'Saddam's capture a huge victory for Bush'


December 15, 2003

By Jean-Louis Doublet

Washington - The capture of Saddam Hussein is a personal victory for American President George Bush and another boost to his campaign to secure a new four-year term at the White House.

Bush once called the Iraqi dictator "the guy who tried to kill my dad". Saddam was accused of organising an assassination attempt on his father, while insisting there was no element of personal revenge in the invasion of Iraq, which has since caused problems for the US leader.

Saddam's capture will put a new spring in the step of Bush, for whom Iraq remains the major obstacle to persuading the American people to give him a vote of confidence.

The "we got him" declaration by the US administrator in Iraq, Paul Bremer, highlighted the triumphal mood of the US government.

Even before the humiliating arrest in a bolt hole under a farmhouse in northern Iraq, support for the invasion had been rising again in the United States.

Fifty-nine percent of respondents to a Gallup poll for USA Today/CNN released last week said the situation in Iraq was worth going to war over, up from 56 percent in November 16. Fifty-five percent said they approved of Bush's handling of his position, up from 50 percent in mid-November.

Ratings had improved since Bush's surprise visit to Baghdad in November to spend Thanksgiving with US troops.

The administration had accused the former dictator and his remaining loyalists of directing the insurgency that has taken a mounting toll on the 130 000 US troops in Iraq since Bush declared the end of major combat there on May 1.

About 200 US soldiers have been killed since then, more than in the invasion, and the image of Bush's triumphant May 1 speech on the USS Abraham Lincoln has been increasingly seized upon by opposition Democrats in their criticism of his Iraq policy.

Iraq remains a problem as the United States has still not found the banned nuclear, biological and chemical weapons used to justify the invasion. And the United States has still not caught terror mastermind Osama bin Laden, whose attacks two years ago unleashed Bush's war on terrorism.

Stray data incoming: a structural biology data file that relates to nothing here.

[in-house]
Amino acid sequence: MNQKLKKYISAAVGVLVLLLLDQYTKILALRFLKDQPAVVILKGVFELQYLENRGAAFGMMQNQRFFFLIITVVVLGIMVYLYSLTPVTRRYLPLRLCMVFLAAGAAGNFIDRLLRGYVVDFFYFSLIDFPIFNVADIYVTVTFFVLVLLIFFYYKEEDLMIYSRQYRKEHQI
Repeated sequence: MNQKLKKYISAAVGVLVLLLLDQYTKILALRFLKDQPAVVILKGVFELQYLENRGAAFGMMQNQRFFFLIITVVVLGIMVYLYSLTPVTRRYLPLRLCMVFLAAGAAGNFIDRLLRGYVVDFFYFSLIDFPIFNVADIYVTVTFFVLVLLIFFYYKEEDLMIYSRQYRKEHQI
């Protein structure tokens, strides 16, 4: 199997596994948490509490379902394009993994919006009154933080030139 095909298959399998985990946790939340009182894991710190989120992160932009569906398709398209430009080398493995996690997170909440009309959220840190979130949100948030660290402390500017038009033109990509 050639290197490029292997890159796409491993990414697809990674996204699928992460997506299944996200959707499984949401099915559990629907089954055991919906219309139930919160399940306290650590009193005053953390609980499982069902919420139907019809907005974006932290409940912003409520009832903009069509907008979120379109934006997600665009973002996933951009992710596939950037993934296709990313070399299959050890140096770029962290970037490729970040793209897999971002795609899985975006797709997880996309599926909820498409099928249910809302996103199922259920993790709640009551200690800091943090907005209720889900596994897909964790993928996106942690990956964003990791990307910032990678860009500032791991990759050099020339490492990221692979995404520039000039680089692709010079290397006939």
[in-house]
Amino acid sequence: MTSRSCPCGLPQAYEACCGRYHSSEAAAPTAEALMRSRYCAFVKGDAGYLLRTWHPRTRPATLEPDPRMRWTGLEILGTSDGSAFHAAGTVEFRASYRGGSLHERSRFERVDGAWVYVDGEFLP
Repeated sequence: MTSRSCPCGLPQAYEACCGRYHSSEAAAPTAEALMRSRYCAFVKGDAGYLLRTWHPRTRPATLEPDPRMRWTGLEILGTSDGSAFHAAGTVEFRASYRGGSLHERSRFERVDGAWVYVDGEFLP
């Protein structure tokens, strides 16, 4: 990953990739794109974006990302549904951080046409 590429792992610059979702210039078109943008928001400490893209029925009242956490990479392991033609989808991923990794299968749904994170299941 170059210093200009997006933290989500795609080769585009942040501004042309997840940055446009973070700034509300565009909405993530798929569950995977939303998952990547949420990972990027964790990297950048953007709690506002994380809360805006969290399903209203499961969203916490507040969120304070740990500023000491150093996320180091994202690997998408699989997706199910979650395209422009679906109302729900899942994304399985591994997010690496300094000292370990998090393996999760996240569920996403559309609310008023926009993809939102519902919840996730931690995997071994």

National security advisor Condoleezza Rice warned late Sunday that Saddam's capture might not lead to a decrease in violence directed against US forces and their allies in Iraq.

"We do expect that violence will continue," Rice told NBC News. "We do expect that those who will clearly lose their privileges and who have terrorised their fellow Iraqi citizens will continue to terrorise their fellow Iraqi citizens."

Democrats seeking Bush's job said Saddam's capture should clear the way for seeking greater international co-operation on Iraq.

"It's a magnificent opportunity for the president of the United States to shift gears and reduce the burden for America, reduce the burden on our soldiers, and get the world involved," Senator John Kerry, a Democratic presidential candidate, told Fox News.

Another Democrat, Howard Dean, echoed that view: "This development provides an enormous opportunity to set a new course and take the American label off the war. We must do everything possible to bring the United Nations, the North Atlantic Treaty Organisation (Nato), and other members of the international community back into this effort."

Meanwhile, the White House has moved to speed up the transfer of sovereignty from the US-named administration in Iraq to a civilian authority, in line with international demands.

The Coalition Provisional Authority, run by Bremer, which effectively governs the country, will be dissolved at the end of June 2004 and a transition civilian government will take charge of organising elections for an assembly to write a new constitution.

The new timetable dovetails with Bush's efforts to put Iraq back on track in time to trumpet his efforts for the November presidential election.

The detention will also be a relief to James Baker, the former secretary of state, who leaves on a mission on Monday to persuade European opponents of the Iraq war to help reduce the country's estimated $120-billion (about R767-million) foreign debt.

Baker's itinerary includes France, Germany and Russia, the three countries that led opposition to the war at the UN.